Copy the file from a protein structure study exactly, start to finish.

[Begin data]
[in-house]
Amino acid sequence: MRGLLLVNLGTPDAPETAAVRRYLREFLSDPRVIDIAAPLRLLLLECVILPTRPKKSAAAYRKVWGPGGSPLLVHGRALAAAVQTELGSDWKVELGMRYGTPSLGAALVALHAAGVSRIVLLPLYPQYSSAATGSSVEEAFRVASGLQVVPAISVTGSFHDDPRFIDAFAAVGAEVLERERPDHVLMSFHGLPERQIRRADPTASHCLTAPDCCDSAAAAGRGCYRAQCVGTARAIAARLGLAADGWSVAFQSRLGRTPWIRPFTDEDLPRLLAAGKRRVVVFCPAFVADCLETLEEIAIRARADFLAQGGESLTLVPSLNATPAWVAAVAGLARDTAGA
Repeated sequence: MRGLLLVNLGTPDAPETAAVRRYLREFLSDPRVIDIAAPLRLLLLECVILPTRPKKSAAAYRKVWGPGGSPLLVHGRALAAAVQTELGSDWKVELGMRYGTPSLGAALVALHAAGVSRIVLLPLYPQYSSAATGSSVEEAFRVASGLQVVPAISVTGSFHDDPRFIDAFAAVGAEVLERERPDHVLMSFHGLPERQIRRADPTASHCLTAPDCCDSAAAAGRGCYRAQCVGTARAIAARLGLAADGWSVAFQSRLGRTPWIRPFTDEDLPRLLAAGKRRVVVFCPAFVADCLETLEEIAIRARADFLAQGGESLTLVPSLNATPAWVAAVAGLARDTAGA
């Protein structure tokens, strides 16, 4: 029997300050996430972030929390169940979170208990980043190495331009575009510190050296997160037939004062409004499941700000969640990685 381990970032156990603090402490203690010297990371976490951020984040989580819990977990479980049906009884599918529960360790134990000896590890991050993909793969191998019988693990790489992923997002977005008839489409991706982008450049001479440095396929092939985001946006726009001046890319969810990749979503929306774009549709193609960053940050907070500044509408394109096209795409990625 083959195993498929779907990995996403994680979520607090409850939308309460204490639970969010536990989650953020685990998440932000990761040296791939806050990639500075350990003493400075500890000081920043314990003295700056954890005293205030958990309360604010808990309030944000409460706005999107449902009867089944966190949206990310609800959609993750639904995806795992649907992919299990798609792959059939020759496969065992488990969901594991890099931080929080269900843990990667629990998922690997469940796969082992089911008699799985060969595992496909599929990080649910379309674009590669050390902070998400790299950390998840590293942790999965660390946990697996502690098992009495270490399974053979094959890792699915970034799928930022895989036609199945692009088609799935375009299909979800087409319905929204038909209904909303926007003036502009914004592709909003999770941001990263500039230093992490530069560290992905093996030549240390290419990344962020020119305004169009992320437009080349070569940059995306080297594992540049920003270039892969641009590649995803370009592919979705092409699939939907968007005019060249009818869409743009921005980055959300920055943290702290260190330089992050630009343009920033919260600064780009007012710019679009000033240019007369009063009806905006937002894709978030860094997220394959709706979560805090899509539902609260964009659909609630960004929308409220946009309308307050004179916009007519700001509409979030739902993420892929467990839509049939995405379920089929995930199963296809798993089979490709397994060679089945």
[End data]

[in-house]
Amino acid sequence: MRGLLLVNLGTPDAPETAAVRRYLREFLSDPRVIDIAAPLRLLLLECVILPTRPKKSAAAYRKVWGPGGSPLLVHGRALAAAVQTELGSDWKVELGMRYGTPSLGAALVALHAAGVSRIVLLPLYPQYSSAATGSSVEEAFRVASGLQVVPAISVTGSFHDDPRFIDAFAAVGAEVLERERPDHVLMSFHGLPERQIRRADPTASHCLTAPDCCDSAAAAGRGCYRAQCVGTARAIAARLGLAADGWSVAFQSRLGRTPWIRPFTDEDLPRLLAAGKRRVVVFCPAFVADCLETLEEIAIRARADFLAQGGESLTLVPSLNATPAWVAAVAGLARDTAGA
Repeated sequence: MRGLLLVNLGTPDAPETAAVRRYLREFLSDPRVIDIAAPLRLLLLECVILPTRPKKSAAAYRKVWGPGGSPLLVHGRALAAAVQTELGSDWKVELGMRYGTPSLGAALVALHAAGVSRIVLLPLYPQYSSAATGSSVEEAFRVASGLQVVPAISVTGSFHDDPRFIDAFAAVGAEVLERERPDHVLMSFHGLPERQIRRADPTASHCLTAPDCCDSAAAAGRGCYRAQCVGTARAIAARLGLAADGWSVAFQSRLGRTPWIRPFTDEDLPRLLAAGKRRVVVFCPAFVADCLETLEEIAIRARADFLAQGGESLTLVPSLNATPAWVAAVAGLARDTAGA
């Protein structure tokens, strides 16, 4: 029997300050996430972030929390169940979170208990980043190495331009575009510190050296997160037939004062409004499941700000969640990685 381990970032156990603090402490203690010297990371976490951020984040989580819990977990479980049906009884599918529960360790134990000896590890991050993909793969191998019988693990790489992923997002977005008839489409991706982008450049001479440095396929092939985001946006726009001046890319969810990749979503929306774009549709193609960053940050907070500044509408394109096209795409990625 083959195993498929779907990995996403994680979520607090409850939308309460204490639970969010536990989650953020685990998440932000990761040296791939806050990639500075350990003493400075500890000081920043314990003295700056954890005293205030958990309360604010808990309030944000409460706005999107449902009867089944966190949206990310609800959609993750639904995806795992649907992919299990798609792959059939020759496969065992488990969901594991890099931080929080269900843990990667629990998922690997469940796969082992089911008699799985060969595992496909599929990080649910379309674009590669050390902070998400790299950390998840590293942790999965660390946990697996502690098992009495270490399974053979094959890792699915970034799928930022895989036609199945692009088609799935375009299909979800087409319905929204038909209904909303926007003036502009914004592709909003999770941001990263500039230093992490530069560290992905093996030549240390290419990344962020020119305004169009992320437009080349070569940059995306080297594992540049920003270039892969641009590649995803370009592919979705092409699939939907968007005019060249009818869409743009921005980055959300920055943290702290260190330089992050630009343009920033919260600064780009007012710019679009000033240019007369009063009806905006937002894709978030860094997220394959709706979560805090899509539902609260964009659909609630960004929308409220946009309308307050004179916009007519700001509409979030739902993420892929467990839509049939995405379920089929995930199963296809798993089979490709397994060679089945």